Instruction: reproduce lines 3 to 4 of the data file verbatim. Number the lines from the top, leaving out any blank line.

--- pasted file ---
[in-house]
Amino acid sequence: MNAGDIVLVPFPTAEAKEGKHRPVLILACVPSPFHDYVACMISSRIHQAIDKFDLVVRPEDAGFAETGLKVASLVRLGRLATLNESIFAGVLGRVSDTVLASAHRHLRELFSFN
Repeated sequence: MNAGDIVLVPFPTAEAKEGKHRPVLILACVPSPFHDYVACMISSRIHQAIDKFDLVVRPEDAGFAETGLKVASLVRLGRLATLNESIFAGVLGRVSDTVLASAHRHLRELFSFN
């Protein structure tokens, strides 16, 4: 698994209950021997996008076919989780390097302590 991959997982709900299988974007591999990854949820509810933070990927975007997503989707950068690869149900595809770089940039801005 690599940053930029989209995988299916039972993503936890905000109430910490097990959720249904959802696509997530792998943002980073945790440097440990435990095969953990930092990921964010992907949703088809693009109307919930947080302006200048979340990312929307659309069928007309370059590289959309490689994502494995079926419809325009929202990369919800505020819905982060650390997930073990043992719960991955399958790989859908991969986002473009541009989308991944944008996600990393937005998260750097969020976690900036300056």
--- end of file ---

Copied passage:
Repeated sequence: MNAGDIVLVPFPTAEAKEGKHRPVLILACVPSPFHDYVACMISSRIHQAIDKFDLVVRPEDAGFAETGLKVASLVRLGRLATLNESIFAGVLGRVSDTVLASAHRHLRELFSFN
């Protein structure tokens, strides 16, 4: 698994209950021997996008076919989780390097302590 991959997982709900299988974007591999990854949820509810933070990927975007997503989707950068690869149900595809770089940039801005 690599940053930029989209995988299916039972993503936890905000109430910490097990959720249904959802696509997530792998943002980073945790440097440990435990095969953990930092990921964010992907949703088809693009109307919930947080302006200048979340990312929307659309069928007309370059590289959309490689994502494995079926419809325009929202990369919800505020819905982060650390997930073990043992719960991955399958790989859908991969986002473009541009989308991944944008996600990393937005998260750097969020976690900036300056």